Foes of congressional map meet target

A Republican-led group trying to repeal Maryland's new congressional map has gathered enough valid signatures to trigger a referendum, the State Board of Elections said Wednesday.

The map — which one federal judge called a "blatant political gerrymander" — was the result of the once-a-decade redistricting that must take into account population changes found by the census. But Democrats have acknowledged it was designed to give their party a strong chance of picking up a seventh seat in Maryland's eight-member delegation to the U.S. House of Representatives.

The finding that the map's critics have secured more than the required 56,000 signatures likely assures the measure will be on November's ballot. That would make it one of three laws passed by the General Assembly's majority Democrats to go before voters this fall — the most challenges to the ruling party's legislative agenda in half a century. All three are high-profile efforts backed by Gov. Martin O'Malley.

"People want checks and balances," said Maryland Republican Party Chairman Alex X. Mooney. "The Democrats have total control, and they do what they want."

Other laws headed for the ballot include this year's legislation to legalize same-sex marriage and a measure passed last year to allow some illegal immigrants to pay lower in-state tuition rates at state colleges and universities. Before last year, two decades had passed since any group successfully petitioned a law to the ballot.

O'Malley said Wednesday he will defend the congressional map, along with the other two laws. "The map is balanced and meets all constitutional requirements — that's what the courts have found," he said.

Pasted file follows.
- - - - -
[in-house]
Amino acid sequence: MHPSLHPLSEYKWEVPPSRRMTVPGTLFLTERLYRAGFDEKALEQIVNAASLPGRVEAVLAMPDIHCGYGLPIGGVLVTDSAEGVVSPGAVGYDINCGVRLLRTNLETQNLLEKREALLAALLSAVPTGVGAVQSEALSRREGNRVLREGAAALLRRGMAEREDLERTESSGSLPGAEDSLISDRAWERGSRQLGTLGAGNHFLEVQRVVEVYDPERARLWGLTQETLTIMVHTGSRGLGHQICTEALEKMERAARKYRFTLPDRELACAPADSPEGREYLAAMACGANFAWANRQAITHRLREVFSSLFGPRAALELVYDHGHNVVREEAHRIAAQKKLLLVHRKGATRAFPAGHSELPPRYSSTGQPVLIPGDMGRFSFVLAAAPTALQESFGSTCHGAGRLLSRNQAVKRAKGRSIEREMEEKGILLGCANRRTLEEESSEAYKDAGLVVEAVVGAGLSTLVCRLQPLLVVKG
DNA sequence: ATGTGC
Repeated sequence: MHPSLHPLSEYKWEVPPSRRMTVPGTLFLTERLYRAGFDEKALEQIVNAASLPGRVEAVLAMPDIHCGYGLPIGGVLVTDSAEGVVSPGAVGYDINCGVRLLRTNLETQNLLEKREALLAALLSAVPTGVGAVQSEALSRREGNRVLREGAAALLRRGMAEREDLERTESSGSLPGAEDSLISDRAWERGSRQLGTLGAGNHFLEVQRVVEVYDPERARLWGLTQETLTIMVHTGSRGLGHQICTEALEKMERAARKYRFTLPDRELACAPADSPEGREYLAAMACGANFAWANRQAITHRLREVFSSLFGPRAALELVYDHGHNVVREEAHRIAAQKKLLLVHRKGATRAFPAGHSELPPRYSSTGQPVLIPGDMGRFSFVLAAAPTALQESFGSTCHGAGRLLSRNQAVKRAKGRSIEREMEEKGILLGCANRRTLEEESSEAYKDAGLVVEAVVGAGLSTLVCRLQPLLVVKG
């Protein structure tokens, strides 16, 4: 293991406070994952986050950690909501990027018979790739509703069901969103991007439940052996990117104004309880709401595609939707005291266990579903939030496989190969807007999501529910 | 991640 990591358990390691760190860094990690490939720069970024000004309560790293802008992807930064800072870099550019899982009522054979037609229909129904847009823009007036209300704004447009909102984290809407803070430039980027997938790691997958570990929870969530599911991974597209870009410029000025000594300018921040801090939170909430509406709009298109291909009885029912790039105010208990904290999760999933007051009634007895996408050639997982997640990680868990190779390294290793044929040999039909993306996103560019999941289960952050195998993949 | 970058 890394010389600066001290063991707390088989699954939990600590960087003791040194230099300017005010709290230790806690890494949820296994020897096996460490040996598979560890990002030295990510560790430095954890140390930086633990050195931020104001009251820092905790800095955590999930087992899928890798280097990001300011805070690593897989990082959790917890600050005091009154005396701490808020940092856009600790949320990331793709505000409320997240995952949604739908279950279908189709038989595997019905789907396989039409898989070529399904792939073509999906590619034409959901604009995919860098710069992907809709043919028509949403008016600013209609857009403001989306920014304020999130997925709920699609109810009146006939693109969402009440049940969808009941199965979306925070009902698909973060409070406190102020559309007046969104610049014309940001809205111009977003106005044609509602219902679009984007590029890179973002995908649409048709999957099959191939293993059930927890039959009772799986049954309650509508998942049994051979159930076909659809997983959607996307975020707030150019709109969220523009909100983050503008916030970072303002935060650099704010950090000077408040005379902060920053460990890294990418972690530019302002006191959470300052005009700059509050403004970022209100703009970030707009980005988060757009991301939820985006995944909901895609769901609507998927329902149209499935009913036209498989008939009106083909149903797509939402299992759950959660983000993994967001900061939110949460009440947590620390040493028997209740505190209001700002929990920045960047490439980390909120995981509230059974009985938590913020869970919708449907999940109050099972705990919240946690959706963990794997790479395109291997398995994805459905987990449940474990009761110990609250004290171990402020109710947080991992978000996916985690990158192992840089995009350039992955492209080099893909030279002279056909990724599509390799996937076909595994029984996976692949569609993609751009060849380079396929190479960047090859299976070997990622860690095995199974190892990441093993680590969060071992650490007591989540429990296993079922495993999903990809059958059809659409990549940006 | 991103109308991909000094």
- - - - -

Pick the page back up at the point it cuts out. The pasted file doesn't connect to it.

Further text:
Should voters overturn the map, the governor would have to send a new map to the legislature in 2013 — but he said voters should not expect a drastically different outcome. "There could be some marginal changes," O'Malley said in an interview.

"The Republican Party in Maryland, incapable of electing statewide candidates or offering a platform for moving our state forward, has seized upon Maryland's pretty relaxed and open requirements for petitioning nonbudget matters to referendum," O'Malley said.

He added that "some" people believe the state's threshold for petitioning a law to referendum is too low, but said he has not focused on changing it.

Mooney, the Republican chairman, said having a referendum on the map was "extremely important" because it shows that his party can challenge legislation that doesn't typically capture public attention.

State law sets the number of signatures required to trigger a referendum at 3 percent of the turnout from the previous gubernatorial election. This cycle, the magic number is 55,736.

As of Wednesday afternoon, the State Board of Elections had certified 56,378 of the signatures submitted to challenge the new map. That is 642 more than the minimum needed to trigger a referendum, and the board still had about 2,800 left to analyze. Officials said they expect to finish by the end of the week.